By Tim Lilley
Journey of Faith
It doesn’t seem possible, but 25 years have passed since one of my favorite songs first started popping up on the radio. Singer Joan Osborne’s “One of Us” ultimately made it to No. 4 on the Billboard Hot 100. That remains quite a feat for two reasons; one, it was on Osborne’s debut album, “Relish.” It’s rare, although not unheard of, that first efforts achieve that kind of popularity – let alone three Grammy nominations, which “One of Us” earned.
The other reason is more important to me and, in some ways, actually shocking: “One of Us” is a song about God.
Eric Bazilian, who wrote the song, called it “the quickest song I ever wrote.” I have an opinion on why that is: Divine inspiration often comes in a flash.
Here’s part of the chorus:
“What if God was one of us … just a stranger on the bus … trying to make His way home.”
In those lines exists a challenge that I don’t believe any of us should avoid – a challenge to see Jesus in the faces of everyone we encounter, everywhere.
Jesus became the Word Incarnate for the forgiveness of our sins. For 33 years, God was, indeed, one of us; and he remains in all of us because we are created in God’s image and likeness.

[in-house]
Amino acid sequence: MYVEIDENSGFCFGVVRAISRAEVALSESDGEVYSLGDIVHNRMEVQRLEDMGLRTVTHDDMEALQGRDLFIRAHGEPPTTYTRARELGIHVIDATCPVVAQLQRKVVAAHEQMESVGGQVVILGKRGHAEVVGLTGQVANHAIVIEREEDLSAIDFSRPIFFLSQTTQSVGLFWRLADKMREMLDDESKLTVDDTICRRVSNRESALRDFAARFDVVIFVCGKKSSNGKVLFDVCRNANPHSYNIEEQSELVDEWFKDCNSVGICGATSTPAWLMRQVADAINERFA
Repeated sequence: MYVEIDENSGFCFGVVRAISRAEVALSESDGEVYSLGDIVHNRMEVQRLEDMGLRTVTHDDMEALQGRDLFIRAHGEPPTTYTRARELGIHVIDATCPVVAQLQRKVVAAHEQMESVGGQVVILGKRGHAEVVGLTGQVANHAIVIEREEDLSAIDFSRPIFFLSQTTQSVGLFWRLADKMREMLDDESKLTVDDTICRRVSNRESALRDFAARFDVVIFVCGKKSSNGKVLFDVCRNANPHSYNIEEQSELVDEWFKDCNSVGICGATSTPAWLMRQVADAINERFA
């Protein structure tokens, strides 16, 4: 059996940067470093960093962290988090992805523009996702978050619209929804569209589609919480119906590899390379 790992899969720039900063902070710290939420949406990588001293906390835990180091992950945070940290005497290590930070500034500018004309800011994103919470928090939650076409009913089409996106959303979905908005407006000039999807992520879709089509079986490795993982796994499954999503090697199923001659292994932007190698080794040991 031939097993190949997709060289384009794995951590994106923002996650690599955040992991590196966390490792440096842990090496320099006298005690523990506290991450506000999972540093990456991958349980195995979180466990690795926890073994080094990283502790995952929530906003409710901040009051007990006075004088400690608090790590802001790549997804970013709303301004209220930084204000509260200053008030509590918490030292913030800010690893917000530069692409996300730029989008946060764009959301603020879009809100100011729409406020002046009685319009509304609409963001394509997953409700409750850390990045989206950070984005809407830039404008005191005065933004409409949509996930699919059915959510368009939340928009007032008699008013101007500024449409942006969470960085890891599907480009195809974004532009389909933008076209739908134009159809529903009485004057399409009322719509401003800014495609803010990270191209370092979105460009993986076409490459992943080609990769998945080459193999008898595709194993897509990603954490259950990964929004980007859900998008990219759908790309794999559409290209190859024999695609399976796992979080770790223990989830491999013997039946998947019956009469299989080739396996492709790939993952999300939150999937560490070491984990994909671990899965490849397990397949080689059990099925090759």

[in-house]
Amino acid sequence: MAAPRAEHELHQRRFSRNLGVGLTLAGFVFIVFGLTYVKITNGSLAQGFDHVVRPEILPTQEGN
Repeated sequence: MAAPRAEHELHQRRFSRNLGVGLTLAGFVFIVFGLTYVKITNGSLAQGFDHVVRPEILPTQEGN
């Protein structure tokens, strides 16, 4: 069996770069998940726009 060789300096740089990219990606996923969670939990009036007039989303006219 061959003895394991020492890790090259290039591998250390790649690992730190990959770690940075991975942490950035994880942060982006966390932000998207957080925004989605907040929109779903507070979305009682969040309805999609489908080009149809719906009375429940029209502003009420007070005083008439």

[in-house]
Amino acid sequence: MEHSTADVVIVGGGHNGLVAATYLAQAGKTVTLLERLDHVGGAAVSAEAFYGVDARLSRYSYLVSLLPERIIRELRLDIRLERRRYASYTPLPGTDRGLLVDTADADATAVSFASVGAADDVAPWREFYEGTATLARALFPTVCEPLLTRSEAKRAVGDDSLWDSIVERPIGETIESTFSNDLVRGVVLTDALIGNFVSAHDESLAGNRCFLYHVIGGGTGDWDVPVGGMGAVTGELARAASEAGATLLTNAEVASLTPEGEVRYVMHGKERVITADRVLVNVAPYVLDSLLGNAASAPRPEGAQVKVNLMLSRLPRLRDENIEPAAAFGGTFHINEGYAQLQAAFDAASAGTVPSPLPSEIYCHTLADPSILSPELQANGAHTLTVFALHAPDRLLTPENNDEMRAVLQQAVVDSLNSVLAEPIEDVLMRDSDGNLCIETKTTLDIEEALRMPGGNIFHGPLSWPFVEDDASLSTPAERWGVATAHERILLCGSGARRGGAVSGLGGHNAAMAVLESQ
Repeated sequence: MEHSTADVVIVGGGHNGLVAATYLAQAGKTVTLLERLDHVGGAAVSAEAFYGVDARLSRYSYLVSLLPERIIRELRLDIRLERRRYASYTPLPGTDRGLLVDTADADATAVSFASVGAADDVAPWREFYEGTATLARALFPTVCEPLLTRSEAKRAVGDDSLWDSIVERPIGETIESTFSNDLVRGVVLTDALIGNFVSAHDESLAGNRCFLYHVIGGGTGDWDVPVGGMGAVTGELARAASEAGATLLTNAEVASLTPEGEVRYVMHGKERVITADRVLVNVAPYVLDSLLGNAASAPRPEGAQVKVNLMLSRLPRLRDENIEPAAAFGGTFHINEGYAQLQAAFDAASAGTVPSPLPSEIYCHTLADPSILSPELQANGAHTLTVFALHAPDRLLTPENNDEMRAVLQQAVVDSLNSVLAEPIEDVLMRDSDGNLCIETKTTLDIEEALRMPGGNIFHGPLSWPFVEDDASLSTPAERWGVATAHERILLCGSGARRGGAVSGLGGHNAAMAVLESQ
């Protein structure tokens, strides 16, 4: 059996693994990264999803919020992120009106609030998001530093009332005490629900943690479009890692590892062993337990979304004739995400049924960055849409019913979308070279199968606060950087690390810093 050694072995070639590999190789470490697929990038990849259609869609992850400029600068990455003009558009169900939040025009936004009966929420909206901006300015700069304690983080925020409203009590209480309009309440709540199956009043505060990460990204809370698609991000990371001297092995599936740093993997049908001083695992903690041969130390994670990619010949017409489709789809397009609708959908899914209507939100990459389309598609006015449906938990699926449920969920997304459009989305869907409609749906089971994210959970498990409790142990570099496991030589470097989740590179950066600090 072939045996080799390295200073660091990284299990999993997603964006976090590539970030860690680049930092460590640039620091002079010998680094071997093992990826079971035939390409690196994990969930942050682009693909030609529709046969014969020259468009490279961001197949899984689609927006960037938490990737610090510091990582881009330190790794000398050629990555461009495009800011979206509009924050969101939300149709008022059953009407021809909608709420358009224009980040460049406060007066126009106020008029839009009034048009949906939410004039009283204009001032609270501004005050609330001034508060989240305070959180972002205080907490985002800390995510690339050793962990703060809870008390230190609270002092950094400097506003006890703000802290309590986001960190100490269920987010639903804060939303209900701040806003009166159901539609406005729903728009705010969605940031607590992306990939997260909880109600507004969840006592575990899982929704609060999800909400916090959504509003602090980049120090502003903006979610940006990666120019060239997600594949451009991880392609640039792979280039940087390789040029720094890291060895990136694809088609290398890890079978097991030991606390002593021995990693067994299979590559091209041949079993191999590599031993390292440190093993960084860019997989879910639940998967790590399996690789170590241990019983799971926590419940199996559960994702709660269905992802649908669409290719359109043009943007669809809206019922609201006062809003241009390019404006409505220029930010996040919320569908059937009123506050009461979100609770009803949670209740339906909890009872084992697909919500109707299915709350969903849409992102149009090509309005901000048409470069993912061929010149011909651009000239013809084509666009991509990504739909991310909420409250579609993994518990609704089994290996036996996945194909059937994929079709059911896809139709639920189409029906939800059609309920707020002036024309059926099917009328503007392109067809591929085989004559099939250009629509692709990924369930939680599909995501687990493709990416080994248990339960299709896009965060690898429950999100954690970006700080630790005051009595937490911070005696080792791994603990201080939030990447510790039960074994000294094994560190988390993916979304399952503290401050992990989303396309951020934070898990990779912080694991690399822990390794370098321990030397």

The song’s verses also challenge us.
First verse: “If God had a name, what would it be … and would you call it to his face, if you were faced with him in all his glory … what would you ask if you had just one question?”
My analysis – I believe Jesus is God’s human name. And although I have thought about it for 25 years, I still have no idea what my “just one question” would be.
Second verse: “If God had a face, what would it look like … and would you want to see, if seeing meant that you would have to believe … in things like Heaven and in Jesus and the saints, and all the prophets.”
My analysis – I have written in this space before about the Holy Veil of Manoppello. I believe it is the Veronica – the True Icon. For me, however, seeing it didn’t mean I had to believe – because I already did believe in Heaven, Jesus, the saints and all the prophets.
There is a bridge section between the song’s verses and chorus. In it, Osborne sings, “Yeah, Yeah, God is great … and yeah, yeah, God is good ...”
I couldn’t agree more.